this writing evokes so many memories and feelings, thank you Kent for sharing.
Happy New Year 2018
Taking what was intended to be a brief glance at your intro I was riveted and had to complete it. WoW Ken you so captured the feel of it all. My people homesteaded on the plains of Kansas and went through the dust bowl , grasshopper famines, and the joys and failures of working with the land that was hard to survie in….I feel them thrugh you…..amazing….
I too feel the life of my ancestors on the plains of the Red River Valley (n.w. Mn.) Thank you for this sensitive beautiful writing.
Words from the heart, words of the soul.
I wrote about the booming of the house last night – and the river – in the rapidly descending temperatures only to wake this morning to find that you had already delved into the shroud so well. I am reminded to pull out and reread “A Haunting Reverence”. I open it and an avalanche of pressed leaves the color of tobacco, cinnamon, turmeric, paprika tumble out. Seeds and a shred of birch bark, too. Bookmarks so fitting.
I read “Neither Wolf Nor Dog,” when you first released it more than a decade ago. I have given many copies to folks I’ve known since then as gifts; they always come back to tell me that no other author has made them open their eyes like you did.
Concidentally, last night, I was reading the chapters about the snowstorm you traversed in your book “Wolf at Twilight,” as the wind and snow was howling outside my window here in Proctor, MN during the snowstorm; an appropriate milieu. You painted such a realistic picture that I got chilled to the bone even though the heat was on 68 degrees!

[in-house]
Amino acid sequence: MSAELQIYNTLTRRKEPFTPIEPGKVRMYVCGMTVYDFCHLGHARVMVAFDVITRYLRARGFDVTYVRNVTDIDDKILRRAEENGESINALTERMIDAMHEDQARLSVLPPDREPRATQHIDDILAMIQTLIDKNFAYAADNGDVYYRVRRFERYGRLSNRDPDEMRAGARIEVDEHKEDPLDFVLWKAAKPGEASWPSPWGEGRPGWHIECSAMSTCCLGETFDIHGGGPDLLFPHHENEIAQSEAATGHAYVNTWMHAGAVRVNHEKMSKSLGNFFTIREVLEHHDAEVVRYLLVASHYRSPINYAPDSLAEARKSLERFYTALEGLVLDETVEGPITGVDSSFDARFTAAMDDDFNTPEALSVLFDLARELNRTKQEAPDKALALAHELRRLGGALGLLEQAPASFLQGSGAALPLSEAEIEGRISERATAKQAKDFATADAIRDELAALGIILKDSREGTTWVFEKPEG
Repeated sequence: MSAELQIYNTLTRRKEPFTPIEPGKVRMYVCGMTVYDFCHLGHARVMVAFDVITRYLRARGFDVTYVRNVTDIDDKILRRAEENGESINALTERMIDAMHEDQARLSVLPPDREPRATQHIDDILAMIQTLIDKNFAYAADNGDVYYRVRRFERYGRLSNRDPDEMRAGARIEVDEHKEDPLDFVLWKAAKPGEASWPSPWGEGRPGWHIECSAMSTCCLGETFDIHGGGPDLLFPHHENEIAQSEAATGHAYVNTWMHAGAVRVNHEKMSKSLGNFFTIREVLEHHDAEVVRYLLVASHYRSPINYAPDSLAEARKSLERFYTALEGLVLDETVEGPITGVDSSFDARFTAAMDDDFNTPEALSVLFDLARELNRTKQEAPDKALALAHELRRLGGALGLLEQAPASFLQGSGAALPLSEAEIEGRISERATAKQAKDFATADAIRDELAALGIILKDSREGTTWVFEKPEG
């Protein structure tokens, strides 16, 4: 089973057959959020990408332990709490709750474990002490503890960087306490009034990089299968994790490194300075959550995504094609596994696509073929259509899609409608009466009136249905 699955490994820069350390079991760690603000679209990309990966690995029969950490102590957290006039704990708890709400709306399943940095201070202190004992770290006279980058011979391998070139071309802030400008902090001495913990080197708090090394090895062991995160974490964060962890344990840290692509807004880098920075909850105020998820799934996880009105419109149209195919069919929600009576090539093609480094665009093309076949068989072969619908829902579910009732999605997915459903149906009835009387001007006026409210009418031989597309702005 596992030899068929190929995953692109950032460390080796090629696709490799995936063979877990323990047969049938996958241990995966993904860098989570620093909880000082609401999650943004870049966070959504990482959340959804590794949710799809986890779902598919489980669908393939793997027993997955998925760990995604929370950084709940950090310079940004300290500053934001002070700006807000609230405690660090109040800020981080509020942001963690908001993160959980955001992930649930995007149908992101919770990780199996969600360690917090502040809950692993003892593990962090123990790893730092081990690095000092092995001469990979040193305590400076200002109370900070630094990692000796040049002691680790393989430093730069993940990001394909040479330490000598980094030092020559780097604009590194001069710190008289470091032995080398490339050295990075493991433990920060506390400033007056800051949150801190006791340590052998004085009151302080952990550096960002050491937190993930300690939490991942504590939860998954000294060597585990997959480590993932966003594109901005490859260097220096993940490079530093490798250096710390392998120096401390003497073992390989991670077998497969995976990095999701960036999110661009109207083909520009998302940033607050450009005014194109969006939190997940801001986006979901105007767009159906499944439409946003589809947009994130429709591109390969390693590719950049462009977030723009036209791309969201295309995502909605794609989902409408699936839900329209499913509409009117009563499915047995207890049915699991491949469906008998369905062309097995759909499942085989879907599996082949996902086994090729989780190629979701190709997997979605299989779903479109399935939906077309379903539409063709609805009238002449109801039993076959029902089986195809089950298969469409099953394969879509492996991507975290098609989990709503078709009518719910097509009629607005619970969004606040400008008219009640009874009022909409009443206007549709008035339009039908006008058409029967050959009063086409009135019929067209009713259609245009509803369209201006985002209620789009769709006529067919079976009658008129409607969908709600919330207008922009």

When the woman remembered Yellow Bird, I cried.
I thank you for enriching our lives with your hard work, your openness to experience those events in brutally hot & cold weather, and candid writing style; especially, when you shared your personal hesitations yet you persisted.
I’m on my way to Barnes & Noble to get “The Girl who Sang to the Buffalo.”
I don’t write as eloquently as any of those before me, but I have to tell you again how much I have appreciated your writing and your voice. You help people understand the ideas you’re conveying like no other author I have read. My friends with whom I’ve shared your work agree. Thank you again – for this writing as well as all of your better-known works. They are blessings to us all.
You, Pam, as well as all the others, are very kind. Writing is hard work, and I work hard at it. It’s nowhere near as difficult as being a middle school teacher or a good parent or any of a thousand other tasks that do not get the praise and respect that writing does. But it is difficult. But the reward it offers is that you are working with a blank slate, unlike those thousand other jobs where you are working with given variables. So you get to pursue excellence, pure and simple. The frustration is that you can never be as good as your vision. But you can be as good as your efforts and talent allow you to. In this small piece, Copse, I was about as good as I can be. I’m so appreciative that people value it. Thanks so much for writing. It is good to know that people are out there. Writing is a lonely task until it is reflected back upon you by readers. You make it less lonely. Again, my thanks.
Dear Kent, I must thank you for your raw, powerful words. I have never been a true fan of the harsh winter season. I understand your description of the wind in the prairies. I have been in South Dakota near the hills quite a few times in winter. Your words showed me how to see, hear and love the beauty in this.